This is the first of what I hope will become a series of periodic book recommendations. When I started this blog, I never intended to review books but I thought it might be fun as a repeated feature. While I love to read, I don’t read a lot of “Church” books. I’m busy, they’re expensive, and, I tend to stick with the scriptures for my gospel study. (This started years ago when I saw this statement by Marion G. Romney: “I don’t know much about the gospel other than what I’ve learned from the standard works. When I drink from a spring I like to get the water where it comes out of the ground, not down the stream after the cattle have waded in it. … [Coordinators’ Convention, Seminaries and Institutes of Religion, 13 Apr. 1973.] This idea of “drinking from the source” stuck, and I’ve always been a little wary of “downstream” sources when it comes to gospel study.) This is not to say that there aren’t great books aside from the scriptures. There are. There are a handful of books that have really helped me better understand and live the gospel, but LDS writing is a whole industry now, and the quality varies.
This brings me to a couple of months ago when I started to receive strong and frequent spiritual impressions on the subject of sharing the gospel. I can’t remember the impetus, but I began to have consistent impressions that it was time to repent of my sloth, both as an individual and as a bishop, in this area. While pondering these impressions, I thought of a book that I had seen: The Power of Everyday Missionaries, By Clayton M. Christensen. I was vaguely familiar with Brother Christensen; his status as a respected professor at Harvard and as a New York Times best-selling author lent some credibility, but I hadn’t given the book much thought. On the challenging topic of missionary work, I dismissed it as probably another failed effort to find the silver bullet that would magically make missionary work simple and easy. But I had changed; now I was hungering for insight and guidance into being a better missionary, so I took a closer look. First, I found a lot of positive reviews. Five stars does not a good book make, but I was intrigued. I also found that all proceeds from physical sales were being donated to the Church missionary fund and thatthe ebook version was free to download. That was something I could get behind. I downloaded a copy.
The Power of Everyday Missionaries is not Brother Christensen’s interpretation of doctrine, nor is it an oversimplified cure-all. The book is primarily a collection of observations regarding our approach to missionary work. Christensen points out some bad habits, mistaken assumptions, and failed attempts, but far from dwelling on the negative, he offers many simple suggestions for improvement. What makes Christensen an authority on the topic? Almost all of his observations are based on his own experience as someone who has tried very hard to be a faithful missionary for decades. We’re talking about someone who, according to his book, has had at least one person take the missionary lessons every year for the past twenty years. He also writes a lot from experience as an area authority in the Northeast. In this way the book is also a sort of missionary memoir because he uses his years of experience to make his points, but the focus is never on Christensen. The focus is squarely on helping members have more effective and meaningful missionary experiences.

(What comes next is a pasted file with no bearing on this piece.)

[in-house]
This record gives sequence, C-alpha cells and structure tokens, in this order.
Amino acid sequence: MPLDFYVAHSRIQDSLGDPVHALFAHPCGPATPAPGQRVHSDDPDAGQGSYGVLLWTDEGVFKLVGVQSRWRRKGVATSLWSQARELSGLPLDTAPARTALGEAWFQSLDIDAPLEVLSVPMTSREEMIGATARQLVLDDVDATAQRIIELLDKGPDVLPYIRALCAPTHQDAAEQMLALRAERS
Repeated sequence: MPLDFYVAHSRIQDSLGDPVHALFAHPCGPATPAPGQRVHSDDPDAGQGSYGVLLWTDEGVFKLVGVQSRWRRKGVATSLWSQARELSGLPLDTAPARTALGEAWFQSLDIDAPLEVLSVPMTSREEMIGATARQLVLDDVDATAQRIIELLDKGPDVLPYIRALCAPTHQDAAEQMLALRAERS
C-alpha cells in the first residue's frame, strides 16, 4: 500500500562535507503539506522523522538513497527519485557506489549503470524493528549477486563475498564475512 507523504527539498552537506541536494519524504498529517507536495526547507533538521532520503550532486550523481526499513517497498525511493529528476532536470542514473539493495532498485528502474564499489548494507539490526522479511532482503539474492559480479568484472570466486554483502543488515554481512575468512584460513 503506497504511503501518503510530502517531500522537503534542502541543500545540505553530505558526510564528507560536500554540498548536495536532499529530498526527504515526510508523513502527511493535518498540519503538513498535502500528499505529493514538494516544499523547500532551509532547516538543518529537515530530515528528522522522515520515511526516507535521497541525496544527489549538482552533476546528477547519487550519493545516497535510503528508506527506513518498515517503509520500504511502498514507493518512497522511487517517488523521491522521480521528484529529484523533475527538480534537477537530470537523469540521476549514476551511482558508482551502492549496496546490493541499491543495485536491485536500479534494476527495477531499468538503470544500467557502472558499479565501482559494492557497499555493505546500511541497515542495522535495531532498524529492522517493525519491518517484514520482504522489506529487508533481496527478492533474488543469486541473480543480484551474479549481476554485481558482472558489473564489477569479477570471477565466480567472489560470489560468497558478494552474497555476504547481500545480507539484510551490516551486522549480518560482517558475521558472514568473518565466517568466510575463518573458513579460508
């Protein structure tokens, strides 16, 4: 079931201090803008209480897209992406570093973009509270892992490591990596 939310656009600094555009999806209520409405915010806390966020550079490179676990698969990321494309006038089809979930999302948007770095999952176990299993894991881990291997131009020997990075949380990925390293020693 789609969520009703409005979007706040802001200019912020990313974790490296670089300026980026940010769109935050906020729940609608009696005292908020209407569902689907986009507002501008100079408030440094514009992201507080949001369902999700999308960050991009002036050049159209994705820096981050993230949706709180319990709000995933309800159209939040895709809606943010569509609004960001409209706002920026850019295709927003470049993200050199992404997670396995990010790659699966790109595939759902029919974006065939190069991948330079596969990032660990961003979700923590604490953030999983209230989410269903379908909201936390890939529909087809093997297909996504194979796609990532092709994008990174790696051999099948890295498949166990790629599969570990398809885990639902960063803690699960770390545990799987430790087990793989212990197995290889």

I like the book quite simply because it not only inspired me to be a better missionary, but it actually made me excited to try. It’s full of practical, simple ideas for both individuals and wards, and for the most part they feel logical, natural, and most importantly doable without demanding drastic changes in our personalities, relationships, or daily lives. Rather than feeling overwhelmed, I felt I could be much better by making a few small changes in my attitude and actions. It was one of the few studies of missionary work that has given me more hope and excitement than guilt. Here are a few of the observations and ideas that stuck with me:
- Treat every invitation as a success. Rejection is not failure.
- As members, we can be much more open and honest about who we are and what we do with our time. We can be less guarded in our everyday conversation.
- We should invite successful, content people to help the Church, rather than only inviting down-and-out people to receive help from the Church.
- We often try to give people what we think they need, rather than what they want. (We get doctrinal when all they want initially is a place to be edified, make friends, and give meaningful service).
- In our callings, we tend to do what has always been done. We can be much more creative and innovative.
- We need to have wards and church meetings that are actually enjoyable to attend. if we don’t enjoy church meetings, why would we invite our neighbor?
I finished the book a few weeks ago and these are all off the top of my head, so some of the ideas stuck pretty well. I recorded even more in my notes. Perhaps you’ve already thought of all these ideas, but if you’re like me, you’d be hard-pressed to read the book without wanting to jotting down a few things to do in your personal, family, and church responsibilities. It’s short, easy, and free (for the ebook), so there’s not much to lose other than a little time.
As we move further into the last days, it feels like there’s a new frontier of missionary work that the Lord is waiting for us to open up. If nothing else, there’s a new frontier he’s asking me to open up. More on this topic next time!
If you’ve read The Power of Everyday Missionaries or if you choose to take a look, please share your thoughts. I’m curious what others have to say.